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Sports Medicine Moment: Cardiac Conditions – Sudden Cardiac Arrest

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Sports Medicine Moment: Sudden Cardiac Arrest

Written By: Tristen Robinson

Tristen Robinson, M.S., ATC, LAT is a BUZZ Gear Up Blogger and an instructor at Andrew Jackson High School, for the sports medicine magnet program. Checkout the program’s Facebook page at Andrew Jackson High School Sports Medicine. https://www.Facebook.com/Jacksonsportsmed/

The heart, along with the brain, is one of many amazing components that makes up the human body. If you think about it, the heart is a muscle that starts in the womb and doesn’t stop working until we are deceased. Some conditions of the heart are preventable (e.g. coronary artery disease, heart disease), but some are not. One condition that is almost impossible to prevent is sudden cardiac arrest (SCA).

When some think about SCA, they associate it with the same thing as a heart attack. This is not the case. A heart attack is when there is blockage in a blood vessel of the heart. Heart attacks typically are not sudden, but last several hours. SCA is when the heart stops abruptly, without warning. Both heart attacks and SCA affect the hearts ability to pump blood to the body and in particular, the brain. In both cases, time is of the essence. Heart attack symptoms are more obvious than SCA. You essentially won’t know about a SCA episode until, the person has passed out and possibly lost consciousness.

Immediate treatment and care is imperative to save someone’s life who has suffered from SCA. Once it has been determined that it is in fact SCA, CPR should begin immediately; at the very least, chest compressions. More effective is the use of an automated external defibrillator (AED). An AED is a device that can measure the electrical impulse of the heart and determine if an electrical shock is needed to restart the heart. If you know someone is experiencing a SCA episode (no pulse and no breathing) dial 911 immediately; then begin chest compressions until the arrival of an AED. Continue the chest compressions while the AED is being placed on the chest. Stop compressions once the AED is on and analyzing the heart.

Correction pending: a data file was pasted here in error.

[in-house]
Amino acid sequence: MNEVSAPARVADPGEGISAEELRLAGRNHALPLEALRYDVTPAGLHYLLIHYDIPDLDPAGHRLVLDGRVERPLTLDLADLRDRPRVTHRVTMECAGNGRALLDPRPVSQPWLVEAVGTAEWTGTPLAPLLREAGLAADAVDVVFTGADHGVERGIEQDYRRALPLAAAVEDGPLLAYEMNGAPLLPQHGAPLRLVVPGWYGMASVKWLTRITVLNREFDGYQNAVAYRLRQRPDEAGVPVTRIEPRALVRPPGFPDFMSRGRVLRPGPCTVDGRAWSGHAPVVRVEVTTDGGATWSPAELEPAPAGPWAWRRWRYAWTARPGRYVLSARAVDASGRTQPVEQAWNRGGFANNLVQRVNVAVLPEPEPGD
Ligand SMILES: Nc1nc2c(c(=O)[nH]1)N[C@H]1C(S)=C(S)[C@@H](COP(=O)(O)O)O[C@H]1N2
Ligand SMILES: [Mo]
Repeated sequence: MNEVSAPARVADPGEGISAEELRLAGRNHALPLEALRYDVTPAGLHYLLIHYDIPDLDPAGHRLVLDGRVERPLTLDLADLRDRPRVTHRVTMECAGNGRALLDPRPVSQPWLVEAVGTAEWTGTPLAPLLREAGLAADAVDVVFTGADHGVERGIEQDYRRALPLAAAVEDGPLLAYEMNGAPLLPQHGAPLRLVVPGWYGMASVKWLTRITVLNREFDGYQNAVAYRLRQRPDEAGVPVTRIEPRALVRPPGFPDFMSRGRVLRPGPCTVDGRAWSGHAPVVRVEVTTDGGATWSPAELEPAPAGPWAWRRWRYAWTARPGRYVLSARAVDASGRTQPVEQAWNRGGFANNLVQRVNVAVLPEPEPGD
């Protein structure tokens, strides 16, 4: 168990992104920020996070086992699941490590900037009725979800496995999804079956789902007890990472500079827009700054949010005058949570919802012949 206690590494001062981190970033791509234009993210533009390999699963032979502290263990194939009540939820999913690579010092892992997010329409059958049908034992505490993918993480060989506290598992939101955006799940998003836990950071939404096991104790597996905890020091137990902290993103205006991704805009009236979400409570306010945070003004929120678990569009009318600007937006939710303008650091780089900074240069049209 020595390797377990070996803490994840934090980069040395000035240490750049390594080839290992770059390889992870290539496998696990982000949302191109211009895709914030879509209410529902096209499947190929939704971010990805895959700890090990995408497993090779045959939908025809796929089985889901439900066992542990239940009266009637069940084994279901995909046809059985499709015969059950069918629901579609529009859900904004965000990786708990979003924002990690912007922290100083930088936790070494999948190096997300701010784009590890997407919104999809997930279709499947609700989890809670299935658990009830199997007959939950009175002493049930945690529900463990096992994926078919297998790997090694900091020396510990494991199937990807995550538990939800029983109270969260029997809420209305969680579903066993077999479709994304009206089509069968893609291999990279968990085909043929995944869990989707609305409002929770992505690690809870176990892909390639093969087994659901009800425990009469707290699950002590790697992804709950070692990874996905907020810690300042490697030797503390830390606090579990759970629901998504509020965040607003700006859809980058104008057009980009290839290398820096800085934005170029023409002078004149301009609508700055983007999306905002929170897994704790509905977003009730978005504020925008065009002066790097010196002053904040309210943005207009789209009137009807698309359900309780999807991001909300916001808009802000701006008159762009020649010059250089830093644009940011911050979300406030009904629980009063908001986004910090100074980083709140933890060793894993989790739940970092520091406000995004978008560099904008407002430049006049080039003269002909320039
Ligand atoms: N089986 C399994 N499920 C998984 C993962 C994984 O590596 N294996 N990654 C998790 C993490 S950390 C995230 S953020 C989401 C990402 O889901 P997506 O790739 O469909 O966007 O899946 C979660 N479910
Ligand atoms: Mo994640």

According to the Heart Rhythm Society, SCA accounts for approximately 350,000 deaths a year; approximately claiming one life every 90 seconds. The individuals that pass away due to SCA, usually pass away as a result of ineffective or untimely care. SCA can happen anywhere, to anyone. Chances are increased with pre-existing heart conditions such as hypertrophic cardiomyothopy (HCM) as mentioned in the previous article. Most health care professionals, and specifically those in the sports medicine field are CPR and AED certified. If you are interested in becoming CPR and AED certified, you may go to

http://www.redcross.org/take-a-class/cpr ; http://advancedcardiactraining.com/

http://cpr.heart.org/AHAECC/CPRAndECC/FindACourse/UCM_473162_Find-A-Course.jsp.

Neither BUZZ magazine nor myself endorse any one particular CPR or AED course.

To read more about SCA go to:

https://www.nhlbi.nih.gov/health/health-topics/topics/scda

http://www.hrsonline.org/Patient-Resources/Heart-Diseases-Disorders/Sudden-Cardiac-Arrest-SCA

 

This has been your sports medicine moment…